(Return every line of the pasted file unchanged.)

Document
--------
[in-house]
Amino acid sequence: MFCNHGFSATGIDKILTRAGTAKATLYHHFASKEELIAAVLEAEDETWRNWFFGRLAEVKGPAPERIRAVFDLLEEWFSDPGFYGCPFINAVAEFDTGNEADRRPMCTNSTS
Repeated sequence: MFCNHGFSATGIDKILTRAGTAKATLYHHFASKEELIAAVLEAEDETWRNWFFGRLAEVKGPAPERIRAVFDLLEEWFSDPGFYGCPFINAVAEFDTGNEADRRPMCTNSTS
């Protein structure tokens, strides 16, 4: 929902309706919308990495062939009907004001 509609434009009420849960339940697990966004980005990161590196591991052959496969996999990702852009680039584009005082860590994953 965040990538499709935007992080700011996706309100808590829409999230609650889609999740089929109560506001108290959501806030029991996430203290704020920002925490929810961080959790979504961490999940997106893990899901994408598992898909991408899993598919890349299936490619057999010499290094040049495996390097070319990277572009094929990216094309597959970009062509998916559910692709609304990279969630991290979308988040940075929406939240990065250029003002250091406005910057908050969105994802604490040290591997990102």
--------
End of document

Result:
[in-house]
Amino acid sequence: MFCNHGFSATGIDKILTRAGTAKATLYHHFASKEELIAAVLEAEDETWRNWFFGRLAEVKGPAPERIRAVFDLLEEWFSDPGFYGCPFINAVAEFDTGNEADRRPMCTNSTS
Repeated sequence: MFCNHGFSATGIDKILTRAGTAKATLYHHFASKEELIAAVLEAEDETWRNWFFGRLAEVKGPAPERIRAVFDLLEEWFSDPGFYGCPFINAVAEFDTGNEADRRPMCTNSTS
């Protein structure tokens, strides 16, 4: 929902309706919308990495062939009907004001 509609434009009420849960339940697990966004980005990161590196591991052959496969996999990702852009680039584009005082860590994953 965040990538499709935007992080700011996706309100808590829409999230609650889609999740089929109560506001108290959501806030029991996430203290704020920002925490929810961080959790979504961490999940997106893990899901994408598992898909991408899993598919890349299936490619057999010499290094040049495996390097070319990277572009094929990216094309597959970009062509998916559910692709609304990279969630991290979308988040940075929406939240990065250029003002250091406005910057908050969105994802604490040290591997990102």